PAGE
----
Business loan

Norwalk to launch small business loan program with ARPA funds

NORWALK — An interest-free small business loan program, funded by money from the American Rescue Plan Act, is set to begin in Norwalk this spring.

The program, in partnership with crowdfunding platform Kiva and the National League of Cities, will offer loans ranging from $1,000 to $15,000 to local small businesses.

The city council’s planning committee last week approved a three-year partnership with the loan provider. The project will be submitted to the Communal Council for approval before implementation can begin.

Kiva operates similarly to GoFundMe in terms of crowdsourcing funds, but Kiva is a loan provider rather than a grant or donation system, said Sabrina Church, director of business development and tourism.

Small businesses upload their loan application with a description of the business and their needs to a database, and lenders around the world can provide funds starting at $25, Church said. After the business owner pays off the loan, lenders can direct the funds to another effort or withdraw their money.

“Instead of giving money to a friend, there is someone in Australia who can give money specifically for your loan,” Church said. “Kiva would then provide that business owner with zero percent interest.”

The loans are for local small businesses of the type that are not usually chosen by banks for larger loans.

“It’s something that’s a very small amount that a bank traditionally won’t lend because it’s not really worth their money or their time. They’re looking for those heavy hitters that need $50,000 or more,” Church said. “It’s your landscapers, your caterers, your limo drivers, your person making soap in their basement. These types of things instead of these big conglomerates.

With much of the groundwork completed as part of researching the program, Church said she expects the program to be up and running around February, pending approval.

To fund the program, Church suggested using a portion of the more than $39 million the city will receive spread over 2021-22 in ARPA funding. As the program helps support the city’s economy and local businesses, Church said the loan program falls within ARPA’s intended uses.

“Right now a lot of people are out of work or out of work and trying to start new businesses that they may not have thought about before, before COVID,” Church said. “I think that’s why this program is exploding so quickly. We’re in a time where unemployment is a bit higher and we’re thinking more creatively about what people want to do. “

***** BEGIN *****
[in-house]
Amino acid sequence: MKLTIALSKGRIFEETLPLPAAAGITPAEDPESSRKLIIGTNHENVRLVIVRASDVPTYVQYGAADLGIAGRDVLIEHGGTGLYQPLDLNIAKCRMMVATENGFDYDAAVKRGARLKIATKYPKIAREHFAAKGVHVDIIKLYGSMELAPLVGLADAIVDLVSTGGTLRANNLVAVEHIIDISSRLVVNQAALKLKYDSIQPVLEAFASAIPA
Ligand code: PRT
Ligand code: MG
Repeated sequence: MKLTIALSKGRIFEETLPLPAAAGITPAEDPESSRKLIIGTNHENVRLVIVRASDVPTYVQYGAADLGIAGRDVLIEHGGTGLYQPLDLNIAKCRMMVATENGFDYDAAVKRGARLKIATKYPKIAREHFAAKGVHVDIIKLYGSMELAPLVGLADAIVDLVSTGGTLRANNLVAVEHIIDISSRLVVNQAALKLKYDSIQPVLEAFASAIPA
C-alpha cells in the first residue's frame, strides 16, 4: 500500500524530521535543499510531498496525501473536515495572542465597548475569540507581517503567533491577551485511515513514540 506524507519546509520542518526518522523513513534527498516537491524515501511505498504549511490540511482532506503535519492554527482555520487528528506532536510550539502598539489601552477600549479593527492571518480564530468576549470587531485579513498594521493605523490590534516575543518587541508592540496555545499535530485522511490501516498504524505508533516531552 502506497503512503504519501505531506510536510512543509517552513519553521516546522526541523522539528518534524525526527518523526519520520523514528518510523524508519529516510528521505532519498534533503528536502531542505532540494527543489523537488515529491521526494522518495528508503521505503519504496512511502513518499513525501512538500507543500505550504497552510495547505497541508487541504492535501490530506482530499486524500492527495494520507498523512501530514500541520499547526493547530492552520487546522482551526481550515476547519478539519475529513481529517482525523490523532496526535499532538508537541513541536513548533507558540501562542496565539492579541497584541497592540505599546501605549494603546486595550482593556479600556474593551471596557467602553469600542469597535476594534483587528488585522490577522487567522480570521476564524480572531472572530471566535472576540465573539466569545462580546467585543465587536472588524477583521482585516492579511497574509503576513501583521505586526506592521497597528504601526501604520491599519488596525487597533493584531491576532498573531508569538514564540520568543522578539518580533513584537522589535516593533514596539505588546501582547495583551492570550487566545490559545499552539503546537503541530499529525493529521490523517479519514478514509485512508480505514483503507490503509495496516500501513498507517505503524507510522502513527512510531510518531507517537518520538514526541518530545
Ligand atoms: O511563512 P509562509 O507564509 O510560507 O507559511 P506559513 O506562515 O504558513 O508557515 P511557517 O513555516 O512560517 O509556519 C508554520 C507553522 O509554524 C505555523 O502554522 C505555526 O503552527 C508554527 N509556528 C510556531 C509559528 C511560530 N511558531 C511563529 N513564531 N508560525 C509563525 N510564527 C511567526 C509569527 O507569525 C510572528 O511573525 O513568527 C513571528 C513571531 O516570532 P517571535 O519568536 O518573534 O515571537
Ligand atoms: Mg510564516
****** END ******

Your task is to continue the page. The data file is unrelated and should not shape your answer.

Because the program works with small businesses, which are traditionally run by minorities and women, 81% of all Kiva lenders are women-owned businesses and 65% are minority-owned, Church said.

Kiva started in 2016 and now has 45 hubs in the United States. Before Middletown began a partnership with Kiva this year, Rochester, NY, was the closest Kiva hub, Church said.

By signing with Kiva, Norwalk becomes a “hub” for Kiva, providing access to the city’s resident and business loan database. To become a hub, the city will pay a fee of $65,000 for the three-year deal.

As part of the agreement, the city will provide a staff member to act as a capital access manager to help Norwalkers build their loan profile on the Kiva database and connect small businesses with new businesses. other financial resources and aid in the region.

Once the staff member is trained, the hub can officially open and local businesses can start applying for funds.

A new staff member will not be added to the city’s operating budget for the loan program, economic and community development chief Jess Vonashek said.

“He’s not someone we’re looking to add to the team full-time,” Vonashek said. “He’s someone we’re looking to contract over the three-year period of Kiva’s hub contract.”

For the capital access manager, the city will pay an additional $245,000 over the three-year term, for an annual salary of about $60,000, Church said.

The capital asset manager would likely start part-time and transition to a 40-hour workweek once the schedule resumes, Vonashek said.

“We’re talking about this small business toolkit,” Vonashek said. “This is a huge opportunity for Norwalk which may even be enough money to pay deposits to open a storefront, which we are looking forward to opening small businesses in the urban core.”

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